December 2009

I saw an article like this one maybe a year ago and was intrigued by the concept that not thinking about a dilemma can lead to a better decision than obsessing over it. In fact, since I read that, I’ve let this process help me out with lots of little, unimportant decisions. It seems true: not thinking about a decision I have to make seems to work better than debating it constantly, whether the decision is big or little.


Why ‘Sleeping on It’ Helps

By John M. Grohol, PSYD,

posted: 26 October 2009 06:59 pm ET

We’re often told, “You should sleep on it” before you make an important decision. Why is that? How does “sleeping on it” help your decision-making process?

Conventional wisdom suggests that by “sleeping on it,” we clear our minds and relieve ourselves of the immediacy (and accompanying stress) of making a decision. Sleep also helps organize our memories, process the information of the day, and solve problems. Such wisdom also suggests that conscious deliberation helps decision making in general. But new research (Dijksterhuis et al., 2009) suggests something else might also be at work — our unconscious.

Previous research suggests that sometimes the more consciously we think about a decision, the worse the decision made. Sometimes what’s needed is a period of unconscious thought — equivalent to “sleeping on it” according to the researchers — in order to make better decisions.

Read the rest of the article…

Studies have shown that people exposed to constant noise are more stressed out. I’m not sure whether that’s true of animals (although I’m not sure why it wouldn’t be), but it does seem that even small amounts of noise might affect how animals interact.

the acoustic ecology institute

NPS study: moderate noise can have major impacts on animals

December 13, 2009

An ongoing research project from the National Park Service Natural Sounds Program is about to publish a groundbreaking paper that outlines the many ways that even moderate increases in human background noise can create major impacts on animals.  The study proposes a new metric for use in bioacoustics research, the “effective listening area.”  This is the area over which animals can communicate with each other, or hear other animals’ calls or movements; as might be expected, animals focus especially on listening for sounds at the very edges of audibility, so that even a small increase in background noise (from a road, wind farm, or regular passing of airplanes) can drown out sounds that need to be heard.  The authors note analyses of transportation noise impacts often assert that a 3dB increase in noise – a barely perceptual change – has “negligible” effects, whereas in fact this increased noise reduces the listening area of animals by 30%. A 10dB increase in background noise (likely within a few hundred meters of a road or wind farm, or as a private plane passes nearby) reduces listening area by 90%.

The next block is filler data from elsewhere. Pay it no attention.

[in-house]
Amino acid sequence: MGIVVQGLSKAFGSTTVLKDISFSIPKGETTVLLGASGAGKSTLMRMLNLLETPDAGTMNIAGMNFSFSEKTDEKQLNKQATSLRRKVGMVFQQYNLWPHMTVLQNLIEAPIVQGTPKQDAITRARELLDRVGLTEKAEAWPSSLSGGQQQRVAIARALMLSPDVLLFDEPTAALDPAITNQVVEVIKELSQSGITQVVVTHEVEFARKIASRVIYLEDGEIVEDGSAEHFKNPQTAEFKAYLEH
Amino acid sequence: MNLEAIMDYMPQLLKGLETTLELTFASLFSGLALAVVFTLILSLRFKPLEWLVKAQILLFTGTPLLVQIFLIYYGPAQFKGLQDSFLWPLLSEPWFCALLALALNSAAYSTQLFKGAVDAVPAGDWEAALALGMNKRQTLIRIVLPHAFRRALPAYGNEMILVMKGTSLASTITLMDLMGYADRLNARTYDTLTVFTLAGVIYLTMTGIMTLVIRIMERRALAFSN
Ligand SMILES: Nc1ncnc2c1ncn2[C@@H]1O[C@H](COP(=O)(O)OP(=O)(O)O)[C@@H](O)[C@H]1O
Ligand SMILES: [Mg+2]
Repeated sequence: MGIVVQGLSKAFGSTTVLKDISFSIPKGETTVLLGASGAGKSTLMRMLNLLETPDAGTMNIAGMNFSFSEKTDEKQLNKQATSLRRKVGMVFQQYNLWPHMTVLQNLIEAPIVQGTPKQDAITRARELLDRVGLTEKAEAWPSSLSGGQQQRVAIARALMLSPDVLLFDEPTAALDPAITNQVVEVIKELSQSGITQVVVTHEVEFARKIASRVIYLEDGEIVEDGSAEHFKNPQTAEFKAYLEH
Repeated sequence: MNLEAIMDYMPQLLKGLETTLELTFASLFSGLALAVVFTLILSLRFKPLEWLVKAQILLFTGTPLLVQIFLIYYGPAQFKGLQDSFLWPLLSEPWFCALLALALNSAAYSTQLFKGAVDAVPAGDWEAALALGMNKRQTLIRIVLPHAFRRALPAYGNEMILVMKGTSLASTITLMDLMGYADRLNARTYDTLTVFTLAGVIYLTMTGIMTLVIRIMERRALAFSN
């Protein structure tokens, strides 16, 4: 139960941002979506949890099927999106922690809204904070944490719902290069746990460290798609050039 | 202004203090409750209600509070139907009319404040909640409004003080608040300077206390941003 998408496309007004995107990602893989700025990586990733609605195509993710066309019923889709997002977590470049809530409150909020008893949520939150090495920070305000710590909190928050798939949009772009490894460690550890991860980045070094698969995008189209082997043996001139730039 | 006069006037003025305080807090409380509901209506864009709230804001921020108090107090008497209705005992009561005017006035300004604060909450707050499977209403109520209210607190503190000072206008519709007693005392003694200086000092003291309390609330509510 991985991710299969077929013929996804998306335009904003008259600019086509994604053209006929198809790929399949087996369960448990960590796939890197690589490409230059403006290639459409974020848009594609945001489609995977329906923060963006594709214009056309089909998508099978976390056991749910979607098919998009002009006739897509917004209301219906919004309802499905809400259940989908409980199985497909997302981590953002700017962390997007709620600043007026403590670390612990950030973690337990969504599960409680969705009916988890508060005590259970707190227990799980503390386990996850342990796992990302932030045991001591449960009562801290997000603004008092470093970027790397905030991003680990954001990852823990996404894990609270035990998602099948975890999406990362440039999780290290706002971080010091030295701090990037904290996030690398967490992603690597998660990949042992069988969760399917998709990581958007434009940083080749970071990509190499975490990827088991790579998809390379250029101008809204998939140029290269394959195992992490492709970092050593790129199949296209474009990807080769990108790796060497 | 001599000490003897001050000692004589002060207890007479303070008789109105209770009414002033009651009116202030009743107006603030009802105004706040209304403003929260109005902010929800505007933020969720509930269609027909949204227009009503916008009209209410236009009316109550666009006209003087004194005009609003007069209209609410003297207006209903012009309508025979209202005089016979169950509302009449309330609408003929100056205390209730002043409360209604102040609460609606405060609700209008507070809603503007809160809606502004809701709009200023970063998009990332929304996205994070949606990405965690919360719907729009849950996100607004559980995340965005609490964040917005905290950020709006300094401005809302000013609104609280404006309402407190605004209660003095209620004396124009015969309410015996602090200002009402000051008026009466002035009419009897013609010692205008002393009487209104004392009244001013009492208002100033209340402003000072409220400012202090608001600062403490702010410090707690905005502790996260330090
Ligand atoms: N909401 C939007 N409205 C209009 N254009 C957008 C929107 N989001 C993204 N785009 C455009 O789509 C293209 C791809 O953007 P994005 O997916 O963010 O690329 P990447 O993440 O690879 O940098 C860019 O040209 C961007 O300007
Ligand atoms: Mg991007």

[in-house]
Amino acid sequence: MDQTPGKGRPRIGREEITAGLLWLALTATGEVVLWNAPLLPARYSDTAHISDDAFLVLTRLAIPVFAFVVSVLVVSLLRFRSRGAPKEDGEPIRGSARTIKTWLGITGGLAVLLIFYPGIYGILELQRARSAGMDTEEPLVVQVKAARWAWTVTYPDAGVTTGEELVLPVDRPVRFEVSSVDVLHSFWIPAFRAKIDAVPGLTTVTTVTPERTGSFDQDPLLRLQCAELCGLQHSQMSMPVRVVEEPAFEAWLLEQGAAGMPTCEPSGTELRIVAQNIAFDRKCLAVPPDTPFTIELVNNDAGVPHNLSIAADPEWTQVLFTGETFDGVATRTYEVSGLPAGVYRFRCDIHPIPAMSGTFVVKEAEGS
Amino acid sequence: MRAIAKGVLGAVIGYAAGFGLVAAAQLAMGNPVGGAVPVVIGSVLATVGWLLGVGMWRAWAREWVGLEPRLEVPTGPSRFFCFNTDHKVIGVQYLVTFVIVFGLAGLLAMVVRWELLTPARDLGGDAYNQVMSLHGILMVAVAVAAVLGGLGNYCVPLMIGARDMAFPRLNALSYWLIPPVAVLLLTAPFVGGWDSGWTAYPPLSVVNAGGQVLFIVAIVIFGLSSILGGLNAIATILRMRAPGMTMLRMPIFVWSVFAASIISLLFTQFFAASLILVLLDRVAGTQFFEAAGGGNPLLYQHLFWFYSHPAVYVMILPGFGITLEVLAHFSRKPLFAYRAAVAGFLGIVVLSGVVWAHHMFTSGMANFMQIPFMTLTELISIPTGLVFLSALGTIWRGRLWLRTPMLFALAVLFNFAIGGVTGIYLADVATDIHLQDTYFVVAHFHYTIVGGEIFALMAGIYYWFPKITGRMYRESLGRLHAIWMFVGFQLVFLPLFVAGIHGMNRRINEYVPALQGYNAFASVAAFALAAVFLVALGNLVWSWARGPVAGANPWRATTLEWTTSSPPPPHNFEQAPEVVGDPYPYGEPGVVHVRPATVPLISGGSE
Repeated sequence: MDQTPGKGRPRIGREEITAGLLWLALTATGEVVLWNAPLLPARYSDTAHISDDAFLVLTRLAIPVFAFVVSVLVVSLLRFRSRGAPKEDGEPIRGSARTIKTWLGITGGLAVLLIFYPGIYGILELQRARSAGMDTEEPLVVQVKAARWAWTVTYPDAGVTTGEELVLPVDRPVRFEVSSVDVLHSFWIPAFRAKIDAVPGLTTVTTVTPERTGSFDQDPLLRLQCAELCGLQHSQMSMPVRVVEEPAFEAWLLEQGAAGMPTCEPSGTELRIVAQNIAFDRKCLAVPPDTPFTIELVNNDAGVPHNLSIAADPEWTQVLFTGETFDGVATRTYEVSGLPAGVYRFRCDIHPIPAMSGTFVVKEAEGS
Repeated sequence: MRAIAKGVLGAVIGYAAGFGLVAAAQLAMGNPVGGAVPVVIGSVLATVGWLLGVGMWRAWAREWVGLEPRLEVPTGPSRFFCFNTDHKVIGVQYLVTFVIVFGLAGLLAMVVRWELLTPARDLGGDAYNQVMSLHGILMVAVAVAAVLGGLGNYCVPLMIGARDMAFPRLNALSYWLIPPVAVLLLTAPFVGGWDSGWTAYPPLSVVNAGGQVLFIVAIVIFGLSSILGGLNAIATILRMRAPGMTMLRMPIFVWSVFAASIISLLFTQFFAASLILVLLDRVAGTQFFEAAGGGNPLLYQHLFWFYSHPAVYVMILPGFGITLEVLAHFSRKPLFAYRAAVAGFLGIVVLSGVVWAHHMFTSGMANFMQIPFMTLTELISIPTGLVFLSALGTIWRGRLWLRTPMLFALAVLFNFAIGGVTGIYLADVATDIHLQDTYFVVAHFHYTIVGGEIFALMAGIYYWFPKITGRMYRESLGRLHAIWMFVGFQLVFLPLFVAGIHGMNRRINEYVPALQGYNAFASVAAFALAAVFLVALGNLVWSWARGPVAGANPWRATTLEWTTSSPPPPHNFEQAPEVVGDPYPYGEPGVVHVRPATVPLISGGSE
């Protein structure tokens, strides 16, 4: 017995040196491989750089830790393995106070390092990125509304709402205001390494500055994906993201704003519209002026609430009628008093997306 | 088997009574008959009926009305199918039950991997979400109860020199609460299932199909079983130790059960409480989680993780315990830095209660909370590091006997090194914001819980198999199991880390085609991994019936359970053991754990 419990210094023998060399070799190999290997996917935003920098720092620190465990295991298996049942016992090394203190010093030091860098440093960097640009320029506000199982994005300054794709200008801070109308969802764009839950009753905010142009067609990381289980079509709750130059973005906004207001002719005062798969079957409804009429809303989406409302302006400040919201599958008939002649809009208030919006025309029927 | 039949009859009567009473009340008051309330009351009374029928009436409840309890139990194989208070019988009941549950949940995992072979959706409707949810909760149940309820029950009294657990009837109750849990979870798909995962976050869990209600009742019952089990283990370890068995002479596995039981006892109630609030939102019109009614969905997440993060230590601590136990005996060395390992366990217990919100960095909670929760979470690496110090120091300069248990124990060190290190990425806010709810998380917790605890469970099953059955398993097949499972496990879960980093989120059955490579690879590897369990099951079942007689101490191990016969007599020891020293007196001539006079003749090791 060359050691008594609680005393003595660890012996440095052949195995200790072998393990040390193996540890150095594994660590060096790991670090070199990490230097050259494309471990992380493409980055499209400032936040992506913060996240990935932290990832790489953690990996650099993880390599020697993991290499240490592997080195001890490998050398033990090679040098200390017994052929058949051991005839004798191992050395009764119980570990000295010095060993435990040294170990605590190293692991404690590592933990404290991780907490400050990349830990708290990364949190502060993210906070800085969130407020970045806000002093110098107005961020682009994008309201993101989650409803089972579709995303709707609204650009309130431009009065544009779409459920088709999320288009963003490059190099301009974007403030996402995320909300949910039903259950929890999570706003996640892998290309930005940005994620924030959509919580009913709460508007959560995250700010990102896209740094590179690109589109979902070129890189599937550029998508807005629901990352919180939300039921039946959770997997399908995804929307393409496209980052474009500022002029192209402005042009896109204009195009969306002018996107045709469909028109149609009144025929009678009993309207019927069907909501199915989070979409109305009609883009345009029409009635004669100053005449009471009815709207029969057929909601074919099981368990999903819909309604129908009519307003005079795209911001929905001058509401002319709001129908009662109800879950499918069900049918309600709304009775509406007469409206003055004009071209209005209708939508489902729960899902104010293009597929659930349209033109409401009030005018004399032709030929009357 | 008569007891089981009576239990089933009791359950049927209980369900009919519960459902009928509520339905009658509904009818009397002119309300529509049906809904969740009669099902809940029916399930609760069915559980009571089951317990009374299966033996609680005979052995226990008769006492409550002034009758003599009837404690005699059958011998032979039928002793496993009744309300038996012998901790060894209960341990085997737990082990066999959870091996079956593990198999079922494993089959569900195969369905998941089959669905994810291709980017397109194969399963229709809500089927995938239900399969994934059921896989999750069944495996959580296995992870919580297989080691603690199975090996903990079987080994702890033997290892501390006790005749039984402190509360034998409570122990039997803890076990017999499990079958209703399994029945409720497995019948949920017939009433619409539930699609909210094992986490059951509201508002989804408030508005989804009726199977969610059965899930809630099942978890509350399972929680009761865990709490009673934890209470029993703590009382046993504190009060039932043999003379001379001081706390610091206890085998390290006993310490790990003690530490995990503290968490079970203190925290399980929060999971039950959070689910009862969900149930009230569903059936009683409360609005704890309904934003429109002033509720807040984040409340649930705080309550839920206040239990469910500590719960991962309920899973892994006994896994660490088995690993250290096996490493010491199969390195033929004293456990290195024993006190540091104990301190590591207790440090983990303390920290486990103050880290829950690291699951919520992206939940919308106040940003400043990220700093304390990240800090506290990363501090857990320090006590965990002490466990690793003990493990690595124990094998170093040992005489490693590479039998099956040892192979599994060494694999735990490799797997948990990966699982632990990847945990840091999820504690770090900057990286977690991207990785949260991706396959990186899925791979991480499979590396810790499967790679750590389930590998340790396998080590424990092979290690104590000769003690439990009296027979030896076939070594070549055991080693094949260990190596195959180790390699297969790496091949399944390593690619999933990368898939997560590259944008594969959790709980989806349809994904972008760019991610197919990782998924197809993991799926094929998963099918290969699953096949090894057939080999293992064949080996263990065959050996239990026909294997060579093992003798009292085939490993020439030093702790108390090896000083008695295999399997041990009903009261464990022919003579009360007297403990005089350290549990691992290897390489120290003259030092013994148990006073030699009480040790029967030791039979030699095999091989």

Read the rest of the article…

I’ve recently encountered two bits of good news about Yosemite’s bears and what they eat.

In an article published in the November Ursus (not available online, as far as I can tell), researchers published their results from studying 500 bear scats in 2001-2002. Yes, they actually picked up as many bear scats as they could find, then picked them apart to see what food items they contained. They did this to determine what bears were eating. Another scientist did the same research in the late 1970s, when the National Park Service was just beginning to reduce human food availability.

Compared to the 1970s, Yosemite Valley’s bears are now eating far less human food (and apparently replacing it with greens)!

Bear scat

Bear scat containing mostly grass.

Item 1970s 2000s
Human food 21% 6%
Fruit and acorns 53% 51%
Roots, grasses, etc.
17% 29%
Animal matter 2% 3%
Debris 7% 10%

Another study that hasn’t been published yet finds basically the same thing by looking carbon isotopes in the hairs of bears through the decades. According to that study, and if I’ve understood it correctly, it seems that bears in Yosemite Valley are eating as little human food as they did in the earliest years of the 20th century–before the open dumps.

So, everyone’s work to improve food storage has really paid off in a big way.